Medical Care Output and Productivity

Medical Care Output and Productivity

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With the United States and other developed nations spending as much as 14 percent of their GDP on medical care, economists and policy analysts are asking what these countries are getting in return. Yet it remains frustrating and difficult to measure the productivity of the medical care service industries. This volume takes aim at that problem, while taking stock of where we are in our attempts to solve it. Much of this analysis focuses on the capacity to measure the value of technological change and other health care innovations. A key finding suggests that growth in health care spending has coincided with an increase in products and services that together reduce mortality rates and promote additional health gains. Concerns over the apparent increase in unit prices of medical care may thus understate positive impacts on consumer welfare. When appropriately adjusted for such quality improvements, health care prices may actually have fallen. Provocative and compelling, this volume not only clarifies one of the more nebulous issues in health care analysis, but in so doing addresses an area of pressing public policy concern.expenditures, the result is the (real) expenditures on the output of the auto repair industry (see U.S. Department of ... Equation (1) is the car repair price index, weighted in principle by the quantities of the different kinds of repairs. ... However , at the lowest level of aggregation in the accounts, the price indexes used for deflation come from price statistics agencies in Laspeyres form in most countries.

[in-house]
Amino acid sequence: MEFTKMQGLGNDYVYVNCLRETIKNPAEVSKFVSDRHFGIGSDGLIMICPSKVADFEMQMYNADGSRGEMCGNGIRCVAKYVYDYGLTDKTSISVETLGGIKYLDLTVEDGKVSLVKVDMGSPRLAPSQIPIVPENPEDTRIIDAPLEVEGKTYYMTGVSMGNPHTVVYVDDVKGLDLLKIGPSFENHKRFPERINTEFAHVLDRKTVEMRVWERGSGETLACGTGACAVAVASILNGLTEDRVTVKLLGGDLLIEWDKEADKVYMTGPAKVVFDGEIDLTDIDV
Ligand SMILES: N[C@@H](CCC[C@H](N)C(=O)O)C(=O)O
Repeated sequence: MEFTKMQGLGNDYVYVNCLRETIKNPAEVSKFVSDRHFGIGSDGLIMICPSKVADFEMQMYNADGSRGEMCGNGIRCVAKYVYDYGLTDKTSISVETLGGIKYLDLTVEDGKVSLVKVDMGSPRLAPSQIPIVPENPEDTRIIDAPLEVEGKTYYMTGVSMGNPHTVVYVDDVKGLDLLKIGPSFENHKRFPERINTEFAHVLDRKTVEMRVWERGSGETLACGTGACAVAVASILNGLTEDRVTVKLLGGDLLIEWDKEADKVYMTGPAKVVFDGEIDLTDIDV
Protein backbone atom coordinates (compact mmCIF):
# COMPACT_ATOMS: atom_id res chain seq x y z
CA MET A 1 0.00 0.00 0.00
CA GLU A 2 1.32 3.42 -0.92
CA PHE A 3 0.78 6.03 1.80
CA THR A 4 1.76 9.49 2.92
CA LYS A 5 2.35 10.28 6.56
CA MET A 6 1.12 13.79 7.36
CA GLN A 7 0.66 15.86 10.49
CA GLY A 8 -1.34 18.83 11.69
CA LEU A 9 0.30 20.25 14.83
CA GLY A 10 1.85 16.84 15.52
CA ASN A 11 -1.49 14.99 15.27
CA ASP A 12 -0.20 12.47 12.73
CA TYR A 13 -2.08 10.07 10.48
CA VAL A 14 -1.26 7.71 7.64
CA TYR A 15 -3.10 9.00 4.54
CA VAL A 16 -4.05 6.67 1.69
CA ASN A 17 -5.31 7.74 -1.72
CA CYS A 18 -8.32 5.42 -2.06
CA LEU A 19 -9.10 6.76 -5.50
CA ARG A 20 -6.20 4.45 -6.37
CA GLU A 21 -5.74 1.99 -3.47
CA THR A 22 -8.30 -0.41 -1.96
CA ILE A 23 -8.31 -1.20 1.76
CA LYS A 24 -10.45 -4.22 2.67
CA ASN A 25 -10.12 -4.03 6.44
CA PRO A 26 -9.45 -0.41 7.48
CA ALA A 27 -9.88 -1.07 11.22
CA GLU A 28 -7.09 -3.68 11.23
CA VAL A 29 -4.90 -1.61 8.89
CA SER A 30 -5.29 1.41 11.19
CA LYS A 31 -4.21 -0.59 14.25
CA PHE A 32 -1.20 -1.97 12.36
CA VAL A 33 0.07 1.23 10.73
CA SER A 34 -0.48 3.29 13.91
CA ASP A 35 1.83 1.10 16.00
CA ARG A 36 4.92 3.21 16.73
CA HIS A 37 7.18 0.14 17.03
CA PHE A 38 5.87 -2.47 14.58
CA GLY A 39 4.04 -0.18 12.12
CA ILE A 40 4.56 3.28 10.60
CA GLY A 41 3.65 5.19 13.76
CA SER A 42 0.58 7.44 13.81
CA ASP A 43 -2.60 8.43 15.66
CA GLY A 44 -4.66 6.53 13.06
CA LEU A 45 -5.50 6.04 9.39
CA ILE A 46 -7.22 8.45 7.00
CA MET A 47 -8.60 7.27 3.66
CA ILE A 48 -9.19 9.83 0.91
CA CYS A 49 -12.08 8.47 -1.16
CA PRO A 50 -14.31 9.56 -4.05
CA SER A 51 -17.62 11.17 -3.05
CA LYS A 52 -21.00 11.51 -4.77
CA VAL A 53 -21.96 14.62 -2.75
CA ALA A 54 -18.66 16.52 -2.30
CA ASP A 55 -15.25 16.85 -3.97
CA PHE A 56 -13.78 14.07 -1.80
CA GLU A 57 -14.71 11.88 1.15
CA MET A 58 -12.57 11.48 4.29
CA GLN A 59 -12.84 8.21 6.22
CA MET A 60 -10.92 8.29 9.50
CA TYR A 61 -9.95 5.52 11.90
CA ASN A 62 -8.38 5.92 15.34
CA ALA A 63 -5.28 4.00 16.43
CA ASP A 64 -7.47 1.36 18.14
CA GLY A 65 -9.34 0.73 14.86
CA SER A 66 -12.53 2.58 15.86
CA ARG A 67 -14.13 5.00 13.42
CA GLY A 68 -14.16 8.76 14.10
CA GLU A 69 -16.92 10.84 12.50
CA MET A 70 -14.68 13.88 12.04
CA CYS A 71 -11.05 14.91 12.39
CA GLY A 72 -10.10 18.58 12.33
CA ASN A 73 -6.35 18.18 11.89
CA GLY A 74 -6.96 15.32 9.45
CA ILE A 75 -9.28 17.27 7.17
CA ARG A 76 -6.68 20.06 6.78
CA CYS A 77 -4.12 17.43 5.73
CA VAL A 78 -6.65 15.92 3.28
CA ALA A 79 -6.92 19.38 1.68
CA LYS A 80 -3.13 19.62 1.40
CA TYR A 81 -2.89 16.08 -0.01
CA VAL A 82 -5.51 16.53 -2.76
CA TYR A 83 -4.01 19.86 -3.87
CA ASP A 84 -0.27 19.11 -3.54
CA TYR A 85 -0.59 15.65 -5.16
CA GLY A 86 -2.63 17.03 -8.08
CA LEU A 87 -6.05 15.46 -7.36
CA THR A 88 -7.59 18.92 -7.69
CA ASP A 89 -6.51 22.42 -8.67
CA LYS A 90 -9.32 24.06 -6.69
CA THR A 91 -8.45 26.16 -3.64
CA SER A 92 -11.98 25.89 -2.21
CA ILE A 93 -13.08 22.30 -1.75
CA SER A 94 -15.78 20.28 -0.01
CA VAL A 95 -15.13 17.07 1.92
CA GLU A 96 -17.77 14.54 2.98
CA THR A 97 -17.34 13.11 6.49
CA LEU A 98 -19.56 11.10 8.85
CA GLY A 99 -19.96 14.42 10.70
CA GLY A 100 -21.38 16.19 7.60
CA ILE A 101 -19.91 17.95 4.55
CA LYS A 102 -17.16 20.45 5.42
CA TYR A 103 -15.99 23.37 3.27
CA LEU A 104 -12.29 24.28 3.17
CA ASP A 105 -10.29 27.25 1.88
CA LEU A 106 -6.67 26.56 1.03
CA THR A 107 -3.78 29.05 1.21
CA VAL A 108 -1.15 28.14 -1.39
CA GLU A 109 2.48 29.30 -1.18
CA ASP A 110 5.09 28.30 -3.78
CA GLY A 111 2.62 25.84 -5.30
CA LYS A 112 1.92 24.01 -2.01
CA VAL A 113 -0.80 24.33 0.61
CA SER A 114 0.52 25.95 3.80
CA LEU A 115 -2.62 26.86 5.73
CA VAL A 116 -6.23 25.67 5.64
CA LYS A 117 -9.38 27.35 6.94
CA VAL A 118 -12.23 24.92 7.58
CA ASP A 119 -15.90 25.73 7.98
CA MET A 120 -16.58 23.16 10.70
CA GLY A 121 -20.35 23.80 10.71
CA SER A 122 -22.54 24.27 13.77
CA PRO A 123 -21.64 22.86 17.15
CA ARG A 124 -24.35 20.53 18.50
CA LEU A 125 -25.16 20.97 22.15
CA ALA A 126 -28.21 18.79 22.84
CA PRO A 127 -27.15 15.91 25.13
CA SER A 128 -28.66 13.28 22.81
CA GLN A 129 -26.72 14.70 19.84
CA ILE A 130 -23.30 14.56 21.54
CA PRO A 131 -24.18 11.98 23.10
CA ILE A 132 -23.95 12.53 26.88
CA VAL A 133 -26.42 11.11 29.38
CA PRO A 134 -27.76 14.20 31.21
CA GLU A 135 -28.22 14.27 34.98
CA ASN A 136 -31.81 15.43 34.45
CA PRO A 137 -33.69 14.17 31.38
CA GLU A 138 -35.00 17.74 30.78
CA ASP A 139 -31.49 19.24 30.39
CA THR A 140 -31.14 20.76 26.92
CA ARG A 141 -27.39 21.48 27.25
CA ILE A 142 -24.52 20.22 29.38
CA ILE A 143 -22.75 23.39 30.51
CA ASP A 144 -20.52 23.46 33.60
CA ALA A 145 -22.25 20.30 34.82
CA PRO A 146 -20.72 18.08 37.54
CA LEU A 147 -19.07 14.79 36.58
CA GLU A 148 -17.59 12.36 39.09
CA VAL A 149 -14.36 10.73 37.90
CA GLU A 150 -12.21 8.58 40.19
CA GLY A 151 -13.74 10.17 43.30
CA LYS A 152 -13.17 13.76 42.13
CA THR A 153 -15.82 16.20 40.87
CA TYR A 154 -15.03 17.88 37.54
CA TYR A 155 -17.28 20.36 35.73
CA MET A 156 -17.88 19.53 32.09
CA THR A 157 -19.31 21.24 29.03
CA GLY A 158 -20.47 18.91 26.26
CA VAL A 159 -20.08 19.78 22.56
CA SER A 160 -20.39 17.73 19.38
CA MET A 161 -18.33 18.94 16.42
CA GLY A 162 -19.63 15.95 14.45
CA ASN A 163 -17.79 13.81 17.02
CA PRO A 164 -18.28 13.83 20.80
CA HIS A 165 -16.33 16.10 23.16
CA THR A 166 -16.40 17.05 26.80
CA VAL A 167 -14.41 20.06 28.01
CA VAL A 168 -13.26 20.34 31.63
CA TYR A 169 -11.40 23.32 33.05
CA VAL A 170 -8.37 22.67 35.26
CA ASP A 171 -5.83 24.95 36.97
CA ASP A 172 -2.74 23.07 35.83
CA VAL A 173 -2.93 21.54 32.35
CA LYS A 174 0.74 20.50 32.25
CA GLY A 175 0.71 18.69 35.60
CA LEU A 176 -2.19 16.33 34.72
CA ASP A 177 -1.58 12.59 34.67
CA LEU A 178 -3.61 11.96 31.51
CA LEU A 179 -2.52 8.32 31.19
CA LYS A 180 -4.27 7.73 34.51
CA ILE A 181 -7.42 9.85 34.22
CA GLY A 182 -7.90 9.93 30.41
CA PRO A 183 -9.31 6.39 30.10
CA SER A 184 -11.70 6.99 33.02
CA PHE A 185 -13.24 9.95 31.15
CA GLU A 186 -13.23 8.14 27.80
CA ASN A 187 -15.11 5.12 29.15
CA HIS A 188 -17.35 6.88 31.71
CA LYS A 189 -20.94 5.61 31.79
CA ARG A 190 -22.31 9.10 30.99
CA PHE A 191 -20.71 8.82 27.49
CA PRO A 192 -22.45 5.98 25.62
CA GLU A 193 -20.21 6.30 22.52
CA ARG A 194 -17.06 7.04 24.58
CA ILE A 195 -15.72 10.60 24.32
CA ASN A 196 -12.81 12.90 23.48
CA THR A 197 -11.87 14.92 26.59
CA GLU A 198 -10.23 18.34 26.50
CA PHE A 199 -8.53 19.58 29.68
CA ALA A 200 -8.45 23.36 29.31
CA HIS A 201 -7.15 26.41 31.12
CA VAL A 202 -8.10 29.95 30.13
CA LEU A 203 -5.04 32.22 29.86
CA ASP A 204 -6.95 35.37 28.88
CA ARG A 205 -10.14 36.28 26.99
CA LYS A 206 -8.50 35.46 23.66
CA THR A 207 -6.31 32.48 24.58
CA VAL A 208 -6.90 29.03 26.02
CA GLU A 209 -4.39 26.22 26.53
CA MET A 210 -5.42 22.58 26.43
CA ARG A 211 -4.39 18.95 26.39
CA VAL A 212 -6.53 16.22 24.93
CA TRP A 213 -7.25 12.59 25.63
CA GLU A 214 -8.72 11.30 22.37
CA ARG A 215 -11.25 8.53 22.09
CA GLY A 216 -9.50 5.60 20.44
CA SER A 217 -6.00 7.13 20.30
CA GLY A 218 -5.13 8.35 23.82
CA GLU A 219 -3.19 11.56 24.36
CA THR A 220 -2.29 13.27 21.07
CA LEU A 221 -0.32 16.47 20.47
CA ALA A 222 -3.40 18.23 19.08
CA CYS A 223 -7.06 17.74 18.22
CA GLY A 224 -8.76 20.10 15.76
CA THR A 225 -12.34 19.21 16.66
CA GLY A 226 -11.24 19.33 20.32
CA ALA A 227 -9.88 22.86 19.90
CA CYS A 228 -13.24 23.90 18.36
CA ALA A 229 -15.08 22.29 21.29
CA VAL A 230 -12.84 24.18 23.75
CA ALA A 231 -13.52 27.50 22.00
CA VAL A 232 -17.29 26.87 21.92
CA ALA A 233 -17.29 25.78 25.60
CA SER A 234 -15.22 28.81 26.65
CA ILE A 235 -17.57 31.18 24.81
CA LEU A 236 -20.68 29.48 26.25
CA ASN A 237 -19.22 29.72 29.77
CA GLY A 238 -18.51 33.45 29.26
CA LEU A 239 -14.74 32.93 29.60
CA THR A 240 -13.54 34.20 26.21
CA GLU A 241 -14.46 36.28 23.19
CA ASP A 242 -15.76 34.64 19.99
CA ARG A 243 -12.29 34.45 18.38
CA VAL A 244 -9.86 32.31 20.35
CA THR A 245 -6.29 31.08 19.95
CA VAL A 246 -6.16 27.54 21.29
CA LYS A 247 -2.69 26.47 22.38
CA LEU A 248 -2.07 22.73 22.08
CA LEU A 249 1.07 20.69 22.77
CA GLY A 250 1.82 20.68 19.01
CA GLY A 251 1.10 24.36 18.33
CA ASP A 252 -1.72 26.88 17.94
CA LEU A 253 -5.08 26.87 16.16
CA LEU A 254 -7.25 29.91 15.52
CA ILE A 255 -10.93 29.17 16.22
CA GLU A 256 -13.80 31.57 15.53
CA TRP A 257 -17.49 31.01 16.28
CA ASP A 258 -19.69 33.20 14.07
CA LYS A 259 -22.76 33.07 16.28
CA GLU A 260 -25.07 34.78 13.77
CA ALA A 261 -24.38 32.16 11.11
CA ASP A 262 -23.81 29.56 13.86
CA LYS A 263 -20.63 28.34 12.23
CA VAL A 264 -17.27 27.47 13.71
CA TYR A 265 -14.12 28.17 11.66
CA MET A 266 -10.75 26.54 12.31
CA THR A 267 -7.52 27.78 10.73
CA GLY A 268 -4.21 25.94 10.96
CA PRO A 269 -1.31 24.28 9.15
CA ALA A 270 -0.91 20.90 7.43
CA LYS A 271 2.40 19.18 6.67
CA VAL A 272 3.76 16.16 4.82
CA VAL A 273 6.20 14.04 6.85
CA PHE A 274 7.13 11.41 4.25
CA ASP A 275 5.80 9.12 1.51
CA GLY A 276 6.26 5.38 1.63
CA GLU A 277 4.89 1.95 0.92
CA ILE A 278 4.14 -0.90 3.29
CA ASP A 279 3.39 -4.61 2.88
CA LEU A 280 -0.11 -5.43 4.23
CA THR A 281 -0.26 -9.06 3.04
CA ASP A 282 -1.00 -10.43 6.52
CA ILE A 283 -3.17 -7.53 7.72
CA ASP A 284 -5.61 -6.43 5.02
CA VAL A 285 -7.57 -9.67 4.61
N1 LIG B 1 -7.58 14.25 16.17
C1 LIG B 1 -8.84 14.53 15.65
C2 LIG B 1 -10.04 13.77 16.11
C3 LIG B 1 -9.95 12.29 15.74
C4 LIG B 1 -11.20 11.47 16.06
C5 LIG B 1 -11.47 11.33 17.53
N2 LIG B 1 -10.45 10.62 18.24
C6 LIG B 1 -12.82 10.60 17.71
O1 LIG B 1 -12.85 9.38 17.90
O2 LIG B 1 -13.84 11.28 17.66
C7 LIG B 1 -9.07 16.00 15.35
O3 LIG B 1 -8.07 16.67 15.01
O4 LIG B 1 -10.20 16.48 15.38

Title:Medical Care Output and Productivity
Author:David M. Cutler, Ernst R. Berndt
Publisher:University of Chicago Press - 2007-12-01


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